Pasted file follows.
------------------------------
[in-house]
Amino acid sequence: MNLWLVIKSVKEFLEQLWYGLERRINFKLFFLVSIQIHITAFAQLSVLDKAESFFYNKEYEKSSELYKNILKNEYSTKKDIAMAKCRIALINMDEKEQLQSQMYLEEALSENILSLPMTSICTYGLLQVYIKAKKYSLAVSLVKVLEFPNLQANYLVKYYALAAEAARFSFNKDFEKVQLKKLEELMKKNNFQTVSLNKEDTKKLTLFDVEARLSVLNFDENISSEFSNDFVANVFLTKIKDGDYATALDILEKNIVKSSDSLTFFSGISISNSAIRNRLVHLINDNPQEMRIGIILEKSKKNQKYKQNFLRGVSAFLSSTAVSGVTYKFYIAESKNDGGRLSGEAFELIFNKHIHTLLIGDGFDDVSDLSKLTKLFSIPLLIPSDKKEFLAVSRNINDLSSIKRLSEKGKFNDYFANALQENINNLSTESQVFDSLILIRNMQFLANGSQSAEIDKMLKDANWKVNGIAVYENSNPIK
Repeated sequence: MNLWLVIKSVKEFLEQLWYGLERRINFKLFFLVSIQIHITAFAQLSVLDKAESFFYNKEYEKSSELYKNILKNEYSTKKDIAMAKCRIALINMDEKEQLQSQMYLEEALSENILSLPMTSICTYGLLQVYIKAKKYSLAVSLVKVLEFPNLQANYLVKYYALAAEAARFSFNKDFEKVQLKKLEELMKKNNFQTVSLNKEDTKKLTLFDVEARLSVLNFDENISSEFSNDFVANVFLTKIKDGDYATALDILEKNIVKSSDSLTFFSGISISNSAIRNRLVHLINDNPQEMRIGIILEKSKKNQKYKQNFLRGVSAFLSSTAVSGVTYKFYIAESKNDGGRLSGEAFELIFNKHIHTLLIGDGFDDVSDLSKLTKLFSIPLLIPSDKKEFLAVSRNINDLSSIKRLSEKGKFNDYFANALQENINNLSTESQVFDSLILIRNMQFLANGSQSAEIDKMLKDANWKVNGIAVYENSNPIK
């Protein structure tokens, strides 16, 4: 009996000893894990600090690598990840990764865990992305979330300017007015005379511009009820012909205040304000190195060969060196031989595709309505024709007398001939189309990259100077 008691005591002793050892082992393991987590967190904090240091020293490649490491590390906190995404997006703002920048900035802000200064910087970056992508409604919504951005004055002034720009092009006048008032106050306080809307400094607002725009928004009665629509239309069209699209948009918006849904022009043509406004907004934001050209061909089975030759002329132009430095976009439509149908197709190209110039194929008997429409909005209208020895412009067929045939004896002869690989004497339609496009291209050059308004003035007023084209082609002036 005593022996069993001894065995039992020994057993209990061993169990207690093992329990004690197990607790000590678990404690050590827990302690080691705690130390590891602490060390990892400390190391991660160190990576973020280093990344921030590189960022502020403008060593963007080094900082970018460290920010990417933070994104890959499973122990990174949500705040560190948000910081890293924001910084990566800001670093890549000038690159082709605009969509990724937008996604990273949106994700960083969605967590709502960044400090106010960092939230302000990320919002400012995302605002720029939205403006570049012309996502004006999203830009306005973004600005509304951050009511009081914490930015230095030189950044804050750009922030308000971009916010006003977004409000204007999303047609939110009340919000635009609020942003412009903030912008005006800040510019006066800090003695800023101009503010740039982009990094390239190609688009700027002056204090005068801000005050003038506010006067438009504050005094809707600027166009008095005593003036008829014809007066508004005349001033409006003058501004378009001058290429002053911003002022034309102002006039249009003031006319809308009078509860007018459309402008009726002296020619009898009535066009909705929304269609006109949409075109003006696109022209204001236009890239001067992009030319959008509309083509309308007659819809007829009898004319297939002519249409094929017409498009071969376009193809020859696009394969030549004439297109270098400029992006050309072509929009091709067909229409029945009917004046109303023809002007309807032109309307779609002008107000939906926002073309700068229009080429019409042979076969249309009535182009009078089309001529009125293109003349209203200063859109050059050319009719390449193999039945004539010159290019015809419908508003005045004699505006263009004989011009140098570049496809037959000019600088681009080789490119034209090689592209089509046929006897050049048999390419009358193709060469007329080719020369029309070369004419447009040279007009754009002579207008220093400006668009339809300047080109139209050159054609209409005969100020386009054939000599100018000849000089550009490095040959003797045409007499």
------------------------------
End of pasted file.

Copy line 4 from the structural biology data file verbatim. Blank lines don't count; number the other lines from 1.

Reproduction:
């Protein structure tokens, strides 16, 4: 009996000893894990600090690598990840990764865990992305979330300017007015005379511009009820012909205040304000190195060969060196031989595709309505024709007398001939189309990259100077 008691005591002793050892082992393991987590967190904090240091020293490649490491590390906190995404997006703002920048900035802000200064910087970056992508409604919504951005004055002034720009092009006048008032106050306080809307400094607002725009928004009665629509239309069209699209948009918006849904022009043509406004907004934001050209061909089975030759002329132009430095976009439509149908197709190209110039194929008997429409909005209208020895412009067929045939004896002869690989004497339609496009291209050059308004003035007023084209082609002036 005593022996069993001894065995039992020994057993209990061993169990207690093992329990004690197990607790000590678990404690050590827990302690080691705690130390590891602490060390990892400390190391991660160190990576973020280093990344921030590189960022502020403008060593963007080094900082970018460290920010990417933070994104890959499973122990990174949500705040560190948000910081890293924001910084990566800001670093890549000038690159082709605009969509990724937008996604990273949106994700960083969605967590709502960044400090106010960092939230302000990320919002400012995302605002720029939205403006570049012309996502004006999203830009306005973004600005509304951050009511009081914490930015230095030189950044804050750009922030308000971009916010006003977004409000204007999303047609939110009340919000635009609020942003412009903030912008005006800040510019006066800090003695800023101009503010740039982009990094390239190609688009700027002056204090005068801000005050003038506010006067438009504050005094809707600027166009008095005593003036008829014809007066508004005349001033409006003058501004378009001058290429002053911003002022034309102002006039249009003031006319809308009078509860007018459309402008009726002296020619009898009535066009909705929304269609006109949409075109003006696109022209204001236009890239001067992009030319959008509309083509309308007659819809007829009898004319297939002519249409094929017409498009071969376009193809020859696009394969030549004439297109270098400029992006050309072509929009091709067909229409029945009917004046109303023809002007309807032109309307779609002008107000939906926002073309700068229009080429019409042979076969249309009535182009009078089309001529009125293109003349209203200063859109050059050319009719390449193999039945004539010159290019015809419908508003005045004699505006263009004989011009140098570049496809037959000019600088681009080789490119034209090689592209089509046929006897050049048999390419009358193709060469007329080719020369029309070369004419447009040279007009754009002579207008220093400006668009339809300047080109139209050159054609209409005969100020386009054939000599100018000849000089550009490095040959003797045409007499």